Matildas Need To Learn But Expectations Need To Change

Above: The Matildas gather after the final whistle in Pune yesterday which signalled their exit from the Asia Cup. Photo: Football Australia.

After their shocking exit from the AFC Asia Cup at the Quarter-Final stages, Kieran Yap considers whether it is time to evaluate what success at next year’s home World Cup would look like (31/1/22).

Tournament football is a funny thing. The Matildas played four games, scored 24 goals, conceded twice, and lost once. If that record was taken into the fifth round of a league campaign the club’s supporters would shrug it off. 

Despite the end of a winning streak, they would be happy with that start to a season, the foundations of a good team are there, they just had an off day.

Obviously, the Asian Cup is different. There is no next week, it is a four-year wait until the next opportunity. The Matildas are out despite going in as favorites, an off day, or even a poor moment can have generational consequences.

The problems in this game were easy to spot. Poor finishing, an overreliance on Kerr, and a lapse in concentration at the back.

Nobody will be harder on themselves than manager Tony Gustavsson and Sam Kerr. The ever-heroic superstar had multiple chances to take the lead or draw level. While her shots were near-misses, Ji So Yun took her one clear opportunity and scored with a contender for goal of the tournament.

Above: The frustration is apparent on the faces of Sam Kerr and Alanna Kennedy as another chance goes begging yesterday. Photo: Football Australia.

In the aftermath of this early exit, we should be careful in how we value The Matildas and anticipate the 2023 World Cup.

They are popular among fans for more than just their wins, and they represent many people from society in many ways. Their impact on football in this country and the sporting landscape has been their legacy so far.

People enjoy football in their own way. There will be many dissecting the games, the lineups, and the tactics because they love to, and others enjoy the game as entertainment, as an unpredictable, dramatic spectacle, and for the community among fans.

When the tournament starts, we will all benefit if we can enjoy it as a celebration.

But the 2023 World Cup should not be judged as a success or failure based on a Matildas win.

The World Cup is an event with the purpose of leaving a legacy beyond the actual matches. The aims of 50/50 participation and the hopes that the game can grow at all levels are high on the list of priorities, regardless of if Australia lifts the trophy.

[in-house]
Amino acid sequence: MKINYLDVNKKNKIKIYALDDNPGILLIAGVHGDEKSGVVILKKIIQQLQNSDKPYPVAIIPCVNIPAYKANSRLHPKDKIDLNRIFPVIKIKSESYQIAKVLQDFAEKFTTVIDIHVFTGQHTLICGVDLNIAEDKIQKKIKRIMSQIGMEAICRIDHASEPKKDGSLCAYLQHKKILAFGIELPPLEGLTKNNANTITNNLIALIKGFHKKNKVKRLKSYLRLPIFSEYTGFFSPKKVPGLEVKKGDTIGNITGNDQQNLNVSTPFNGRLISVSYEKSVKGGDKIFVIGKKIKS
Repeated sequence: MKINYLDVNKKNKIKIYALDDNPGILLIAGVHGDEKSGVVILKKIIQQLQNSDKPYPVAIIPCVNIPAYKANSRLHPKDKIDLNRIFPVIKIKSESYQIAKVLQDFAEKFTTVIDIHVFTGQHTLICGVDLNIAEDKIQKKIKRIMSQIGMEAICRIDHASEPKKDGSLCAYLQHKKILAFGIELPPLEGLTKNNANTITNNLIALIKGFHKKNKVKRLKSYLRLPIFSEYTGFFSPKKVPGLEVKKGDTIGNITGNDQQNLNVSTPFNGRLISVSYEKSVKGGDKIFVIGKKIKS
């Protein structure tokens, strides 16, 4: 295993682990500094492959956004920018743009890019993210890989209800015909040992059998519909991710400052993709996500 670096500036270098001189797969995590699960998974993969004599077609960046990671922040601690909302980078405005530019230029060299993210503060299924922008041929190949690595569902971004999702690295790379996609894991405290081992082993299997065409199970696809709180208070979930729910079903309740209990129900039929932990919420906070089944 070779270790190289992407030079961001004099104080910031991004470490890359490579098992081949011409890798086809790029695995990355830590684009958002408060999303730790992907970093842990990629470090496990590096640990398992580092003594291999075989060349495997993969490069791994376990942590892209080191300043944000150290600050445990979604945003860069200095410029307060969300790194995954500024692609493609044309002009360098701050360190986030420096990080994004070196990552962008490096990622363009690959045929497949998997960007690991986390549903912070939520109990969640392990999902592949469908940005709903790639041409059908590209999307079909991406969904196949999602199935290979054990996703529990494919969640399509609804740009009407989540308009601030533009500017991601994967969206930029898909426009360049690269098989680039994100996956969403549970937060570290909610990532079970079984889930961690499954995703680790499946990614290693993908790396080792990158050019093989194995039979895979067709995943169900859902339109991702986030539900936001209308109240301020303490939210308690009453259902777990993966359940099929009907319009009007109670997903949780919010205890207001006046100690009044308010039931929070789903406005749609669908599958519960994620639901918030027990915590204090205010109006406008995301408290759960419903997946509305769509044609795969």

The future of the women’s game in Australia cannot rest on the result of a penalty shootout.

Above: Alanna Kennedy’s reactions at the final whistle were mirrored across Australia. Photo: Football Australia.

The Matildas most impressive World Cup run in 2015 came on the back of hope, not expectation. Somewhere along the way, some supporters started to demand success instead of enjoying it.

An 18-0 win became a cause to look for problems, in the quest for perfection it was hard as fans to savor the victories and now only have shared misery and frustration to unite us.

In the shadow of a home World Cup, the initial elation of hosting has shifted to the realization that this is a good chance to win it, to frantically worrying that this is the ONLY chance to win it.

This is born of hype not reality and the thrill of having a FIFA World Cup in Australia is at risk of being smothered by the expectation on our team.

A look back at history shows that our chances were never really enhanced by being one of the home teams, let alone this being our “best ever” opportunity.

Since the women’s World Cup started, It has been won by the host just once, the USA in 1999. For the men, it has been 24 years since France lifted the trophy as the home side.

Brazil’s men’s side went into their home World Cup in 2014 with a similar build-up to Australia’s for 2023. The exuberance of hosting covered over the cracks in the national setup that were obvious to objective observers, a lack of depth, and an overreliance on Neymar (sound familiar?)

Above: The overreliance on Sam Kerr is one of the many problems that Tony Gustavsson needs to solve quickly. Photo: FootbalL Australia.

When they spectacularly imploded 7-0 in a semifinal it was surprising only by its scale.

Australia will not similarly implode in 2023, but there are cracks in the on-field setup. The coaching staff are clearly aware of them, that is why they have introduced so many players in the last year.

However, the football public needs to remember that we have no right to success. Statistically, being the home side actually gives us less chance of winning the World Cup.

This is not to say we need to adjust our hopes, or even re-evaluate the team’s potential. They can beat anybody on their day, and they will rightfully back themselves on game day.

But The Matildas will now go in as underdogs, it is a position they are more accustomed to and the pressure should be relieved slightly on and by us as a football public.

The notion that the tournament will be a disaster if they do not win it is wrong and has the potential to add pressure when they should be able to focus on one game at a time.

As a football community, we have the chance to enjoy this once-in-a-lifetime experience together. To support the Matildas, (hopefully) welcome fans from across the world, and watch many other brilliant teams. We should not lose sight of this

If we do, it may be a more costly missed opportunity than any of the chances that went begging against South Korea.

Above: The Australia team that took on South Korea yesterday line-up pre-game. Photo: Football Australia.

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